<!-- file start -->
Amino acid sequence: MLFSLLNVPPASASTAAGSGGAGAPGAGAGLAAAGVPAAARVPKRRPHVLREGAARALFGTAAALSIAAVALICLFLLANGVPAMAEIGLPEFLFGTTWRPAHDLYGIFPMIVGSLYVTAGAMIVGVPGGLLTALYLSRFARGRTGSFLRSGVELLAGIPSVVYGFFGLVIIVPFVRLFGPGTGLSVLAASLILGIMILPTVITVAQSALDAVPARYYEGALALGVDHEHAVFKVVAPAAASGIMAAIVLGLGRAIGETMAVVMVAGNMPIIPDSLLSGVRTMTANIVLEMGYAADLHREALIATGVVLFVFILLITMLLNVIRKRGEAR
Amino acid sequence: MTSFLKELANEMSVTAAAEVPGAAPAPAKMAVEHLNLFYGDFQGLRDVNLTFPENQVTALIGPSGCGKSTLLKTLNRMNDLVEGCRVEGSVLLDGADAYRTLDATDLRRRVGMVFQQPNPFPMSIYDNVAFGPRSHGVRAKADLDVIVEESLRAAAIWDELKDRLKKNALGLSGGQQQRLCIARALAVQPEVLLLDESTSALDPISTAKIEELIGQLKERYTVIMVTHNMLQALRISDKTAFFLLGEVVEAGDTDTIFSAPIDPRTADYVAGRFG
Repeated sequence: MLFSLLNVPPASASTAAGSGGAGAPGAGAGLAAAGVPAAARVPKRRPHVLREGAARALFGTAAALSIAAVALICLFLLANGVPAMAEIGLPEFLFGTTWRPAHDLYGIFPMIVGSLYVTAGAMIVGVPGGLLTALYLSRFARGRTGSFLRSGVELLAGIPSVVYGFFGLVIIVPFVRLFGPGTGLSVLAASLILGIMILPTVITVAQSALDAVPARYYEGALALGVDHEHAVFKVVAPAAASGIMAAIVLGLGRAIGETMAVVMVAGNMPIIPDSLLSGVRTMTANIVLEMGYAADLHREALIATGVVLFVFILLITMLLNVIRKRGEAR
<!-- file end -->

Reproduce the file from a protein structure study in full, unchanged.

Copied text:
Amino acid sequence: MLFSLLNVPPASASTAAGSGGAGAPGAGAGLAAAGVPAAARVPKRRPHVLREGAARALFGTAAALSIAAVALICLFLLANGVPAMAEIGLPEFLFGTTWRPAHDLYGIFPMIVGSLYVTAGAMIVGVPGGLLTALYLSRFARGRTGSFLRSGVELLAGIPSVVYGFFGLVIIVPFVRLFGPGTGLSVLAASLILGIMILPTVITVAQSALDAVPARYYEGALALGVDHEHAVFKVVAPAAASGIMAAIVLGLGRAIGETMAVVMVAGNMPIIPDSLLSGVRTMTANIVLEMGYAADLHREALIATGVVLFVFILLITMLLNVIRKRGEAR
Amino acid sequence: MTSFLKELANEMSVTAAAEVPGAAPAPAKMAVEHLNLFYGDFQGLRDVNLTFPENQVTALIGPSGCGKSTLLKTLNRMNDLVEGCRVEGSVLLDGADAYRTLDATDLRRRVGMVFQQPNPFPMSIYDNVAFGPRSHGVRAKADLDVIVEESLRAAAIWDELKDRLKKNALGLSGGQQQRLCIARALAVQPEVLLLDESTSALDPISTAKIEELIGQLKERYTVIMVTHNMLQALRISDKTAFFLLGEVVEAGDTDTIFSAPIDPRTADYVAGRFG
Repeated sequence: MLFSLLNVPPASASTAAGSGGAGAPGAGAGLAAAGVPAAARVPKRRPHVLREGAARALFGTAAALSIAAVALICLFLLANGVPAMAEIGLPEFLFGTTWRPAHDLYGIFPMIVGSLYVTAGAMIVGVPGGLLTALYLSRFARGRTGSFLRSGVELLAGIPSVVYGFFGLVIIVPFVRLFGPGTGLSVLAASLILGIMILPTVITVAQSALDAVPARYYEGALALGVDHEHAVFKVVAPAAASGIMAAIVLGLGRAIGETMAVVMVAGNMPIIPDSLLSGVRTMTANIVLEMGYAADLHREALIATGVVLFVFILLITMLLNVIRKRGEAR